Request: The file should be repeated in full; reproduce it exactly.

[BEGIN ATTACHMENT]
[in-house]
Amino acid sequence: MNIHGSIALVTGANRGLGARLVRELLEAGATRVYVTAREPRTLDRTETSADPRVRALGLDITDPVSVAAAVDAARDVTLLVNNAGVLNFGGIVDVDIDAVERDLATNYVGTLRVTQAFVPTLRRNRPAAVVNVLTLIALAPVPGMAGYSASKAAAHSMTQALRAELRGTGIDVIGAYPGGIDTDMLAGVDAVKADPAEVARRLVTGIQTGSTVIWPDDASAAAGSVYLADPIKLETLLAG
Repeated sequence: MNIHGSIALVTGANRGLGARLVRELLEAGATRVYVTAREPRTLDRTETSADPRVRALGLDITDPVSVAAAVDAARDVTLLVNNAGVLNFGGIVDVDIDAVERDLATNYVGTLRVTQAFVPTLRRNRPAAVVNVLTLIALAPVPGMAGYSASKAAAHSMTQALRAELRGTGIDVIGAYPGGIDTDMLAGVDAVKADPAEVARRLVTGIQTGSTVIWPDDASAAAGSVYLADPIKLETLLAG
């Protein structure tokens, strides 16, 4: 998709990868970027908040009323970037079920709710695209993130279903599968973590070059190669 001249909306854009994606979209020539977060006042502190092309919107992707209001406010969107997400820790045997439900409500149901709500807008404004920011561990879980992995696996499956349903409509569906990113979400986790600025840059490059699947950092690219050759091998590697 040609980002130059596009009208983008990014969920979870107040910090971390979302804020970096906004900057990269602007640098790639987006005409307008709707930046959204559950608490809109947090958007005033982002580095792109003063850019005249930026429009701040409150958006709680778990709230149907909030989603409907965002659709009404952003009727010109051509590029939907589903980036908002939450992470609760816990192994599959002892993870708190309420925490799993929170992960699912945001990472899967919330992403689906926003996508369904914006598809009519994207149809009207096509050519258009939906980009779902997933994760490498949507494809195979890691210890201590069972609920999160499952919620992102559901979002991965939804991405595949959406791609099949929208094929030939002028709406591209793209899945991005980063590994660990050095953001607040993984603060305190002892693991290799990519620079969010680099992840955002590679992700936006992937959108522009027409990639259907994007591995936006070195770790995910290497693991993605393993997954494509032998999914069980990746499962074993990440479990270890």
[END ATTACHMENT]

[in-house]
Amino acid sequence: MNIHGSIALVTGANRGLGARLVRELLEAGATRVYVTAREPRTLDRTETSADPRVRALGLDITDPVSVAAAVDAARDVTLLVNNAGVLNFGGIVDVDIDAVERDLATNYVGTLRVTQAFVPTLRRNRPAAVVNVLTLIALAPVPGMAGYSASKAAAHSMTQALRAELRGTGIDVIGAYPGGIDTDMLAGVDAVKADPAEVARRLVTGIQTGSTVIWPDDASAAAGSVYLADPIKLETLLAG
Repeated sequence: MNIHGSIALVTGANRGLGARLVRELLEAGATRVYVTAREPRTLDRTETSADPRVRALGLDITDPVSVAAAVDAARDVTLLVNNAGVLNFGGIVDVDIDAVERDLATNYVGTLRVTQAFVPTLRRNRPAAVVNVLTLIALAPVPGMAGYSASKAAAHSMTQALRAELRGTGIDVIGAYPGGIDTDMLAGVDAVKADPAEVARRLVTGIQTGSTVIWPDDASAAAGSVYLADPIKLETLLAG
């Protein structure tokens, strides 16, 4: 998709990868970027908040009323970037079920709710695209993130279903599968973590070059190669 001249909306854009994606979209020539977060006042502190092309919107992707209001406010969107997400820790045997439900409500149901709500807008404004920011561990879980992995696996499956349903409509569906990113979400986790600025840059490059699947950092690219050759091998590697 040609980002130059596009009208983008990014969920979870107040910090971390979302804020970096906004900057990269602007640098790639987006005409307008709707930046959204559950608490809109947090958007005033982002580095792109003063850019005249930026429009701040409150958006709680778990709230149907909030989603409907965002659709009404952003009727010109051509590029939907589903980036908002939450992470609760816990192994599959002892993870708190309420925490799993929170992960699912945001990472899967919330992403689906926003996508369904914006598809009519994207149809009207096509050519258009939906980009779902997933994760490498949507494809195979890691210890201590069972609920999160499952919620992102559901979002991965939804991405595949959406791609099949929208094929030939002028709406591209793209899945991005980063590994660990050095953001607040993984603060305190002892693991290799990519620079969010680099992840955002590679992700936006992937959108522009027409990639259907994007591995936006070195770790995910290497693991993605393993997954494509032998999914069980990746499962074993990440479990270890």